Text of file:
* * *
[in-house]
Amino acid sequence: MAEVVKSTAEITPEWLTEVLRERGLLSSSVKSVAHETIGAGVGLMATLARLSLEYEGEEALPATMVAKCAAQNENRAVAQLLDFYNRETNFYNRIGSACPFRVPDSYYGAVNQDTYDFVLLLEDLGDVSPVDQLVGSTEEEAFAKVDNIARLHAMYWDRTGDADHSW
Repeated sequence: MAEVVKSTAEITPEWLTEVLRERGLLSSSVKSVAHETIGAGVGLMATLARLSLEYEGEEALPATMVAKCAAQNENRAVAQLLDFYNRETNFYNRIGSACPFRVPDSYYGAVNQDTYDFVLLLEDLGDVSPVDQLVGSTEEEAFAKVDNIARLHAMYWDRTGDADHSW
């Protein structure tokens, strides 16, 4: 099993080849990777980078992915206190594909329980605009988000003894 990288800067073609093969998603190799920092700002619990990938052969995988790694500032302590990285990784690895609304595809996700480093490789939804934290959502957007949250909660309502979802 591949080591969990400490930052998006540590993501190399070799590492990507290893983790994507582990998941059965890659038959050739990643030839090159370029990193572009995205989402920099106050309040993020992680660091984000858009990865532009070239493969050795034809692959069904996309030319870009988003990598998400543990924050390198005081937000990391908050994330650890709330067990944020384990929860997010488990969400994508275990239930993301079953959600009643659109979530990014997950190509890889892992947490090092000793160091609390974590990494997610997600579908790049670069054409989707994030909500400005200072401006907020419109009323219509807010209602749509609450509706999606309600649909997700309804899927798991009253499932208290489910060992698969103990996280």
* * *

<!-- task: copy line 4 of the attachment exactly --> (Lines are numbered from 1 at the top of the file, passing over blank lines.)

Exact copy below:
């Protein structure tokens, strides 16, 4: 099993080849990777980078992915206190594909329980605009988000003894 990288800067073609093969998603190799920092700002619990990938052969995988790694500032302590990285990784690895609304595809996700480093490789939804934290959502957007949250909660309502979802 591949080591969990400490930052998006540590993501190399070799590492990507290893983790994507582990998941059965890659038959050739990643030839090159370029990193572009995205989402920099106050309040993020992680660091984000858009990865532009070239493969050795034809692959069904996309030319870009988003990598998400543990924050390198005081937000990391908050994330650890709330067990944020384990929860997010488990969400994508275990239930993301079953959600009643659109979530990014997950190509890889892992947490090092000793160091609390974590990494997610997600579908790049670069054409989707994030909500400005200072401006907020419109009323219509807010209602749509609450509706999606309600649909997700309804899927798991009253499932208290489910060992698969103990996280």